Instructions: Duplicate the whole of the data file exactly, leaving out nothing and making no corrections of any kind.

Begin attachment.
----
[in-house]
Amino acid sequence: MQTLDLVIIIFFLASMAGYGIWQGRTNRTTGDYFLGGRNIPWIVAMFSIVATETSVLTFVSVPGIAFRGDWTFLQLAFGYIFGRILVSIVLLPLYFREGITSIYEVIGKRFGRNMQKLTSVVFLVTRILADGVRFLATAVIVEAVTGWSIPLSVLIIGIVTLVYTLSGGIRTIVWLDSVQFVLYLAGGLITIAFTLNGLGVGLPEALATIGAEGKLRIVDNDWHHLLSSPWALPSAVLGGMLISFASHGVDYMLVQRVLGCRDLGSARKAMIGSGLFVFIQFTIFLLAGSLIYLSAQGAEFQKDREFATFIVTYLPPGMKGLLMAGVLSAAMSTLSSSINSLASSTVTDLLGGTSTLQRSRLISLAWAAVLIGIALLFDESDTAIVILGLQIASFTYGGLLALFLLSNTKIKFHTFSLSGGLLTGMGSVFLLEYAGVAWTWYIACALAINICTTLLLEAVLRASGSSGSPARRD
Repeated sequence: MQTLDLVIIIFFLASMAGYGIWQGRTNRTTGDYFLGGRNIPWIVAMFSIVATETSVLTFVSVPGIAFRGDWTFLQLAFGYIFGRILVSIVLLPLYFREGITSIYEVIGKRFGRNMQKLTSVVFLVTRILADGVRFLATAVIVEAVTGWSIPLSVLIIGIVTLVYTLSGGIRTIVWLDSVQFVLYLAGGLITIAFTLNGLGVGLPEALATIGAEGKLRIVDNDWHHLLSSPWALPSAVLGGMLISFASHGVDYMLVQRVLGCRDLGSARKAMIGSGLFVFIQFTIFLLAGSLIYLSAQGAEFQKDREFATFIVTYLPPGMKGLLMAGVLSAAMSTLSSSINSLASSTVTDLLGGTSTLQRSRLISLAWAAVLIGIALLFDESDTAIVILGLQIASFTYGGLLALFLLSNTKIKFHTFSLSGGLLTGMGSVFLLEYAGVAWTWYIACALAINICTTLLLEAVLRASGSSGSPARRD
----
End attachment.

[in-house]
Amino acid sequence: MQTLDLVIIIFFLASMAGYGIWQGRTNRTTGDYFLGGRNIPWIVAMFSIVATETSVLTFVSVPGIAFRGDWTFLQLAFGYIFGRILVSIVLLPLYFREGITSIYEVIGKRFGRNMQKLTSVVFLVTRILADGVRFLATAVIVEAVTGWSIPLSVLIIGIVTLVYTLSGGIRTIVWLDSVQFVLYLAGGLITIAFTLNGLGVGLPEALATIGAEGKLRIVDNDWHHLLSSPWALPSAVLGGMLISFASHGVDYMLVQRVLGCRDLGSARKAMIGSGLFVFIQFTIFLLAGSLIYLSAQGAEFQKDREFATFIVTYLPPGMKGLLMAGVLSAAMSTLSSSINSLASSTVTDLLGGTSTLQRSRLISLAWAAVLIGIALLFDESDTAIVILGLQIASFTYGGLLALFLLSNTKIKFHTFSLSGGLLTGMGSVFLLEYAGVAWTWYIACALAINICTTLLLEAVLRASGSSGSPARRD
Repeated sequence: MQTLDLVIIIFFLASMAGYGIWQGRTNRTTGDYFLGGRNIPWIVAMFSIVATETSVLTFVSVPGIAFRGDWTFLQLAFGYIFGRILVSIVLLPLYFREGITSIYEVIGKRFGRNMQKLTSVVFLVTRILADGVRFLATAVIVEAVTGWSIPLSVLIIGIVTLVYTLSGGIRTIVWLDSVQFVLYLAGGLITIAFTLNGLGVGLPEALATIGAEGKLRIVDNDWHHLLSSPWALPSAVLGGMLISFASHGVDYMLVQRVLGCRDLGSARKAMIGSGLFVFIQFTIFLLAGSLIYLSAQGAEFQKDREFATFIVTYLPPGMKGLLMAGVLSAAMSTLSSSINSLASSTVTDLLGGTSTLQRSRLISLAWAAVLIGIALLFDESDTAIVILGLQIASFTYGGLLALFLLSNTKIKFHTFSLSGGLLTGMGSVFLLEYAGVAWTWYIACALAINICTTLLLEAVLRASGSSGSPARRD